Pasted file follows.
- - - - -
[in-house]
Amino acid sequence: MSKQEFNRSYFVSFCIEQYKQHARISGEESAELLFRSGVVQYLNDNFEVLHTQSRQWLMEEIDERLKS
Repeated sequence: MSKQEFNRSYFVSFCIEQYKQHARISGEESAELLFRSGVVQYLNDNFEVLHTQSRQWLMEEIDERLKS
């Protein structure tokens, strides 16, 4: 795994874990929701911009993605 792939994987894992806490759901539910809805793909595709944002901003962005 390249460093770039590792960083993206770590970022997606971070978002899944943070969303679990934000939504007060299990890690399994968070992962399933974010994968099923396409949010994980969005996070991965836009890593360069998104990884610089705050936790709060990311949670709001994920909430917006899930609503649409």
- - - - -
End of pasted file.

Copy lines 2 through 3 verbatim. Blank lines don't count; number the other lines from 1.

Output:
Amino acid sequence: MSKQEFNRSYFVSFCIEQYKQHARISGEESAELLFRSGVVQYLNDNFEVLHTQSRQWLMEEIDERLKS
Repeated sequence: MSKQEFNRSYFVSFCIEQYKQHARISGEESAELLFRSGVVQYLNDNFEVLHTQSRQWLMEEIDERLKS